How do you give feedback to someone on your team who is not self-aware?
So often, our feedback is judgmental, too general, and over-generalized. It looks something like this:
“Yesterday at our meeting, you acted like a jerk. Why do you have to keep interrupting people? We are really tired of you!”
This approach is obviously not very effective, because it leaves the other person feeling hurt and defensive, and without any tangible behaviors to change.
Instead, you may want to follow the Situation-Behavior-Impact method of feedback.
This type of feedback sounds like this:
“In our meeting yesterday, you interrupted Julianna while she was talking and said, ‘this is nonsense,’ before she had a chance to finish. This left me feeling disappointed that I didn’t get to hear her idea, and hesitant to share my ideas in the meeting.”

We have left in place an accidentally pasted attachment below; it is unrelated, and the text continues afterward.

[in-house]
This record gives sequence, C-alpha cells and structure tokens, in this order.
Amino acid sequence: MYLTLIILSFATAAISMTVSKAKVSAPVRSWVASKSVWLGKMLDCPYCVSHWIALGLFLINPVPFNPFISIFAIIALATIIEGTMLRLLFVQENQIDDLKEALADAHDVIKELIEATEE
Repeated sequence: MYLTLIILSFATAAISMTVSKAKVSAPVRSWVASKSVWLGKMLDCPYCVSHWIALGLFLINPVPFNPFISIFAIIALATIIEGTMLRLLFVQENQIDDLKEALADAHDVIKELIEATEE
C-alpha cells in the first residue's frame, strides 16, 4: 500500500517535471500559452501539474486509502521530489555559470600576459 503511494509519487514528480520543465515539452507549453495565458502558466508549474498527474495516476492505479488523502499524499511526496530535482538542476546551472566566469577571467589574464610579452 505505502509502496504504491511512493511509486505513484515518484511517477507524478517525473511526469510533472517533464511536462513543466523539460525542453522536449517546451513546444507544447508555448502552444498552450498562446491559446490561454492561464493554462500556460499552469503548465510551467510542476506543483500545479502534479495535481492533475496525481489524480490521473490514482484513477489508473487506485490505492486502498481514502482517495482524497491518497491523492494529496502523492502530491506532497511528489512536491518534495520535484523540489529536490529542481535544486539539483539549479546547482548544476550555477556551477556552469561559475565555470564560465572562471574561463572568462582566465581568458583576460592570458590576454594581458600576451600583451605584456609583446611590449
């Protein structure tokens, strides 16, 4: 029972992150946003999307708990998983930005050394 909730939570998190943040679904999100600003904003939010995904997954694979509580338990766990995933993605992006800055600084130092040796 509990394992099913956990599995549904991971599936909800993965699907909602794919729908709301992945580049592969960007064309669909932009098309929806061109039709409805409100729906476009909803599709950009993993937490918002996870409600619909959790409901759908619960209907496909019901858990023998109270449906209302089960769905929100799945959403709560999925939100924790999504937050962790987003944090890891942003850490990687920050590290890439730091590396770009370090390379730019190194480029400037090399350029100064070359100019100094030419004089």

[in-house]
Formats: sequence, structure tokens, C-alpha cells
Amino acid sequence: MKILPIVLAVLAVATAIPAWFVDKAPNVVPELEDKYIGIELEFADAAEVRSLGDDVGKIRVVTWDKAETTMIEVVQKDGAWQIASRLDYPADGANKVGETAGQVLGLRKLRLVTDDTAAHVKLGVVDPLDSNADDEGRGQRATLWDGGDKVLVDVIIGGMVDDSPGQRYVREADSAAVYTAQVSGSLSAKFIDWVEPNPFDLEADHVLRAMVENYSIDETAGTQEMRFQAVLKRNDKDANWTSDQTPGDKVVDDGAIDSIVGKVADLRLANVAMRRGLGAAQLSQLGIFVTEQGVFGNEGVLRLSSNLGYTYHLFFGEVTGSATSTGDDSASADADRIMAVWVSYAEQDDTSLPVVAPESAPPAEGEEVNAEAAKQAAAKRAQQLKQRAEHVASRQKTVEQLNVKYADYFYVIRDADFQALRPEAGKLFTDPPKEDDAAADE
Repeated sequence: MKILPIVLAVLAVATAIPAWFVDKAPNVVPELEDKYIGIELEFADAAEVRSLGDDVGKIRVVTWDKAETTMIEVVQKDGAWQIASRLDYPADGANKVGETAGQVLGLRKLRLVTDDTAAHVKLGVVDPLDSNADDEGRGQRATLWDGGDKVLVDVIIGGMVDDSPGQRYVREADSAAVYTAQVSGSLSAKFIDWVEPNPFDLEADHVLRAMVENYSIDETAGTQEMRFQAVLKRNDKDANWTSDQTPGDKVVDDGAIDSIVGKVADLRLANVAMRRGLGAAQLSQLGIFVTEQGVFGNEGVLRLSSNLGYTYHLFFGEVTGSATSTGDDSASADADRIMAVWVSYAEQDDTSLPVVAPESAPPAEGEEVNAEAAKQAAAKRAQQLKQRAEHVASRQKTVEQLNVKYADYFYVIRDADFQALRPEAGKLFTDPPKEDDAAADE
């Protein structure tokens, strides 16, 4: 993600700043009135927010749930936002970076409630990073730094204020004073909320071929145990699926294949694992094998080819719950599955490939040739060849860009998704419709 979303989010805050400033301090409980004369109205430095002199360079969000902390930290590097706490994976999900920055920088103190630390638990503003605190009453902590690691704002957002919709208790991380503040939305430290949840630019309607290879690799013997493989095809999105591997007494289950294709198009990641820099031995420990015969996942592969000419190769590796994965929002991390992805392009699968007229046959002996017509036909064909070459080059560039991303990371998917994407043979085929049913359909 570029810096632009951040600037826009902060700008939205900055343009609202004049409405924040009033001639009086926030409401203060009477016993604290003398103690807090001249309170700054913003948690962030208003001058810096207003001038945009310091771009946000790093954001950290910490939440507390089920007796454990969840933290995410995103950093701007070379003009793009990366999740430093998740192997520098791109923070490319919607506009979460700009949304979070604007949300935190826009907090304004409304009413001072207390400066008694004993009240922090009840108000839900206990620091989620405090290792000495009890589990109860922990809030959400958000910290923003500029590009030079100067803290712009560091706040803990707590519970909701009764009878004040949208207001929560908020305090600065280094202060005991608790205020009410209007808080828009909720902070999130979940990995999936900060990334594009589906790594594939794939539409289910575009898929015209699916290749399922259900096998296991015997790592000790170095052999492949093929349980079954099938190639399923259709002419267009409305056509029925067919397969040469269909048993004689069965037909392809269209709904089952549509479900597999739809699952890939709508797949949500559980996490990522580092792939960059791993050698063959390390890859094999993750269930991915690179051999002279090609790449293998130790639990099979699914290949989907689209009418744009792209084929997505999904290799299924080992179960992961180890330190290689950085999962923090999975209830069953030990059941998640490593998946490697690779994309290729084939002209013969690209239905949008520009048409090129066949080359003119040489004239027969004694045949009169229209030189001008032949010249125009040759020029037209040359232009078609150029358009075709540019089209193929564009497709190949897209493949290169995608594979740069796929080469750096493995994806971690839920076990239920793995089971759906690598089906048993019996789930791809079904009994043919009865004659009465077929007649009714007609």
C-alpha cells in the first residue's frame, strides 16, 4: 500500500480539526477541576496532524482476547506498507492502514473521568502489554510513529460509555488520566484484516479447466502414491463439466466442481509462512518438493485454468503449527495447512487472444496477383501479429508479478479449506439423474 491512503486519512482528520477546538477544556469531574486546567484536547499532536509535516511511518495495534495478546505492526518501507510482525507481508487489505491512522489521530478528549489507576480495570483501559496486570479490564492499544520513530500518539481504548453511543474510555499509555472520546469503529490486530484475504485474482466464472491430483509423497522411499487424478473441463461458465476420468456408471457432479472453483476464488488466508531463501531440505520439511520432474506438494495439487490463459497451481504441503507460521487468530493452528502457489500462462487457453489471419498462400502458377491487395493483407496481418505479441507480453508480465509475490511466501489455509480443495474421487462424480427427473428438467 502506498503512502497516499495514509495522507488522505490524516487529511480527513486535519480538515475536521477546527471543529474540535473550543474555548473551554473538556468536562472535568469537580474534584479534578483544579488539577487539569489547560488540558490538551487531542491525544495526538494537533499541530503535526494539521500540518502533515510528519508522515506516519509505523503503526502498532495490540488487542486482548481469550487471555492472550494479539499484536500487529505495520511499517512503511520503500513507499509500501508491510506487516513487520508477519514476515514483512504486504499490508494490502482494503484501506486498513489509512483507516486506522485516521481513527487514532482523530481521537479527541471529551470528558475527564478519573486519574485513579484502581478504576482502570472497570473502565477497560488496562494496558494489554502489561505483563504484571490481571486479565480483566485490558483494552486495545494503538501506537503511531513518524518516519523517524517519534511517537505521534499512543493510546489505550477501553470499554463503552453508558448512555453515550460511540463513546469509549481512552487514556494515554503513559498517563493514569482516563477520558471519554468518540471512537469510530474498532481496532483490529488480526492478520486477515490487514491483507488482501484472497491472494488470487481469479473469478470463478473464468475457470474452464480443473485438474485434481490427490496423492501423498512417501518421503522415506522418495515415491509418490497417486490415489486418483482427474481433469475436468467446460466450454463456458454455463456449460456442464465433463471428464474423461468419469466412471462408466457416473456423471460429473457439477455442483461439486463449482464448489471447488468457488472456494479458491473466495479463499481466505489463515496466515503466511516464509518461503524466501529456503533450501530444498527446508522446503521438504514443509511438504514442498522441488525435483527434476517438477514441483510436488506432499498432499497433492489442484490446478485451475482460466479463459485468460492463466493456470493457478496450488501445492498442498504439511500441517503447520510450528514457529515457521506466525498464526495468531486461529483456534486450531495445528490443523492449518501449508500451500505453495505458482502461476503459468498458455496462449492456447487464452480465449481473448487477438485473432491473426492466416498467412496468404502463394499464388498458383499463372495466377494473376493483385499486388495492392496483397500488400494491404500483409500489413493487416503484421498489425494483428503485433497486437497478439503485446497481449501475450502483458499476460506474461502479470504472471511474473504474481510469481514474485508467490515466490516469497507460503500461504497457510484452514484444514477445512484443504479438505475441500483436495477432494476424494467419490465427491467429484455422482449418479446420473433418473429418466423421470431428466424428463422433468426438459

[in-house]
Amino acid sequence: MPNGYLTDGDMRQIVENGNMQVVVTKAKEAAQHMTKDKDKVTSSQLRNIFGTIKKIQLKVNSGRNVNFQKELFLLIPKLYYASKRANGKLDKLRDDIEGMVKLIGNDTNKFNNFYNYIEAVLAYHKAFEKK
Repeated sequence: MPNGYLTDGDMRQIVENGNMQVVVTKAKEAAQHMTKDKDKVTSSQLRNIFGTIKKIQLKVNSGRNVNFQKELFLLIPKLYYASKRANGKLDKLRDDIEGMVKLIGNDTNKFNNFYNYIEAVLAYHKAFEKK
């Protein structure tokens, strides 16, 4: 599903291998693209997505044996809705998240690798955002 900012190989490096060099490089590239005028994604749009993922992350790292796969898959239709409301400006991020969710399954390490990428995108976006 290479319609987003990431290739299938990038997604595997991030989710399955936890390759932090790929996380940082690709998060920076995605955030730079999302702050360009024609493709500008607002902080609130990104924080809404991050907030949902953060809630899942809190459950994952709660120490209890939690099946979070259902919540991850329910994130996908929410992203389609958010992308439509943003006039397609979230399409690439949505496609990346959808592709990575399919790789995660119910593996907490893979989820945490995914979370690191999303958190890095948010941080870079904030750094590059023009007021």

The reason why this type of feedback is more likely to be well received and actually improve self-awareness is because it is not judgmental, i.e., it doesn’t specifically tell the other person that they are wrong.
Moreover, it doesn’t generalize behavior to other situations by claiming that the other person always interrupts others, and doesn’t try to analyze the behavior by questioning whether the other person has any respect for anyone.
It provides feedback that is specific to the behavior within the context of a particular situation, and it clearly states its impact on the giver.
Amer Kaissi is the author of the new book “Humbitious: The Power of Low-Ego, High-Drive Leadership“